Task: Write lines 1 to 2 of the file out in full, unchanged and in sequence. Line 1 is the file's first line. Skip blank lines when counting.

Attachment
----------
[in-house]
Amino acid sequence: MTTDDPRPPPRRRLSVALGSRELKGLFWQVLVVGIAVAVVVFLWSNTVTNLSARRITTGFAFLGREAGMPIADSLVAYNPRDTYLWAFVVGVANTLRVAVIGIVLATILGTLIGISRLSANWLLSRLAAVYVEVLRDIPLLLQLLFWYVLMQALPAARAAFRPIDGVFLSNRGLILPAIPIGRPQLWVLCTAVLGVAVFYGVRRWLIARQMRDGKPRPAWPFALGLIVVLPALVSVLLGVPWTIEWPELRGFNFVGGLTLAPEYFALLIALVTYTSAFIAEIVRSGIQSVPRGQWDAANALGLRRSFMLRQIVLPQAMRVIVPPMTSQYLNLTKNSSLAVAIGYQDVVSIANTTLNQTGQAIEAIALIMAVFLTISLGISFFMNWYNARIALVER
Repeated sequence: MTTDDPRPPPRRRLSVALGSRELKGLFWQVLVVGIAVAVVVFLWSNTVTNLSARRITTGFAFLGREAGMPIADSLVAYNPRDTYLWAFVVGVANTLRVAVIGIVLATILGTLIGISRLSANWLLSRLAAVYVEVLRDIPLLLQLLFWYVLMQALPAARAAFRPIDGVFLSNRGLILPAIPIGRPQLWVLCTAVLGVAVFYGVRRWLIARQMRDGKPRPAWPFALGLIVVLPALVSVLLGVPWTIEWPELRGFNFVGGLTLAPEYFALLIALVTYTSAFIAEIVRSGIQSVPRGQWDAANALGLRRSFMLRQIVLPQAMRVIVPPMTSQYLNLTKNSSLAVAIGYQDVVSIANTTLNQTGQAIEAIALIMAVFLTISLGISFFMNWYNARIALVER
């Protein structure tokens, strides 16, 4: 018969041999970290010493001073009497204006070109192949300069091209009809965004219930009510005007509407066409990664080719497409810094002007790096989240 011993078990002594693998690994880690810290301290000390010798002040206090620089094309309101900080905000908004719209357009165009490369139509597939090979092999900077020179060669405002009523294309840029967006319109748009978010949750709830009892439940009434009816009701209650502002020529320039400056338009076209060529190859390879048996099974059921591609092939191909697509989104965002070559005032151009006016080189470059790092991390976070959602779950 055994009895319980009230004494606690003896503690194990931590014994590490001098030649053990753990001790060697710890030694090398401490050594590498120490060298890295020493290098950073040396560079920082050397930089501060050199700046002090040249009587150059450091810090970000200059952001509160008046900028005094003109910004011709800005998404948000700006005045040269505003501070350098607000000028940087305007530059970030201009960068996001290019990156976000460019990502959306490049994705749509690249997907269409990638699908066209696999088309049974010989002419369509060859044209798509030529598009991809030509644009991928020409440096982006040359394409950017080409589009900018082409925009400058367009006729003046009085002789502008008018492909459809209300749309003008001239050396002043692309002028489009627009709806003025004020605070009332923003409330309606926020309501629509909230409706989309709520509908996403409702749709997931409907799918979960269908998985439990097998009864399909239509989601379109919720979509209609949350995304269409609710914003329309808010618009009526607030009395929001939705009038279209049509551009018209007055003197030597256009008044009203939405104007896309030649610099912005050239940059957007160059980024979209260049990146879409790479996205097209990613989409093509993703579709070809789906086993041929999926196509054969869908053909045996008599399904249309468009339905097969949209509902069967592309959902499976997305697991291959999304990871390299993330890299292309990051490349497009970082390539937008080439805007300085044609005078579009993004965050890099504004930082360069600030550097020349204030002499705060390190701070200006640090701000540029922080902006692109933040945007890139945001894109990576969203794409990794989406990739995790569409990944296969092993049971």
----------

[in-house]
Amino acid sequence: MTTDDPRPPPRRRLSVALGSRELKGLFWQVLVVGIAVAVVVFLWSNTVTNLSARRITTGFAFLGREAGMPIADSLVAYNPRDTYLWAFVVGVANTLRVAVIGIVLATILGTLIGISRLSANWLLSRLAAVYVEVLRDIPLLLQLLFWYVLMQALPAARAAFRPIDGVFLSNRGLILPAIPIGRPQLWVLCTAVLGVAVFYGVRRWLIARQMRDGKPRPAWPFALGLIVVLPALVSVLLGVPWTIEWPELRGFNFVGGLTLAPEYFALLIALVTYTSAFIAEIVRSGIQSVPRGQWDAANALGLRRSFMLRQIVLPQAMRVIVPPMTSQYLNLTKNSSLAVAIGYQDVVSIANTTLNQTGQAIEAIALIMAVFLTISLGISFFMNWYNARIALVER